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SYMPOSIUM ON BLASTOCYSTIS
Year : 2013  |  Volume : 3  |  Issue : 1  |  Page : 26-34

Blastocystis: Genetic diversity and molecular methods for diagnosis and epidemiology


Department of Microbiology and Infection Control, Statens Serum Institut, Artillerivej 5, DK-2300 Copenhagen S, Denmark

Correspondence Address:
Christen Rune Stensvold
Department of Microbiology and Infection Control, Laboratory of Parasitology, Statens Serum Institute, Artillerivej 5, DK-2300 Copenhagen S
Denmark
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DOI: 10.4103/2229-5070.113896

PMID: 23961438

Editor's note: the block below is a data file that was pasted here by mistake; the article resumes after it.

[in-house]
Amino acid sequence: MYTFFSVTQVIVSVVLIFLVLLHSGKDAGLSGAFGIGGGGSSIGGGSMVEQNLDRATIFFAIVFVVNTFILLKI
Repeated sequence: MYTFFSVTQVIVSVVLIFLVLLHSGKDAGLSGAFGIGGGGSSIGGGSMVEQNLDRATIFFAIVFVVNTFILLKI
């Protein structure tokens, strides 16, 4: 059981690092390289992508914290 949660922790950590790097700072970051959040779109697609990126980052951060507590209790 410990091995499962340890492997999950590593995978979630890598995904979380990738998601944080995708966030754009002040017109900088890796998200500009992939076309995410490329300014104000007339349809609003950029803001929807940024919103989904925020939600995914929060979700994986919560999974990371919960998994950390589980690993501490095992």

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Blastocystis , an unusual anaerobic, single-celled stramenopile, is a remarkably successful intestinal parasite of a vast array of host species including humans. Fecal Deoxyribonucleic acid (DNA) analysis by nucleic-acid based methods in particular has led to significant advances in Blastocystis diagnostics and research over the past few years enabling accurate identification of carriers and molecular characterization by high discriminatory power. Moreover, Blastocystis comprises a multitude of subtypes (STs) (arguably species) many of which have been identified only recently and molecular epidemiological studies have revealed a significant difference in the distribution of STs across host species and geographical regions. Having a cosmopolitan distribution, the parasite is a common laboratory finding in the stools of individuals with and without intestinal symptoms across the entire globe and while the parasite remains extremely difficult to eradicate and isolate in culture, appropriate molecular tools are now available to resolve important questions such as whether the clinical outcome of colonization is linked to ST and whether Blastocystis is transmitted zoonotically. This review summarizes some of the recent advances in the molecular diagnosis of Blastocystis and gives an introduction to Blastocystis STs, including a recommendation of subtyping methodology based on recent data and method comparisons. A few suggestions for future directions and research areas are given in the light of relevant technological advances and the availability of mitochondrial and nuclear genomes.


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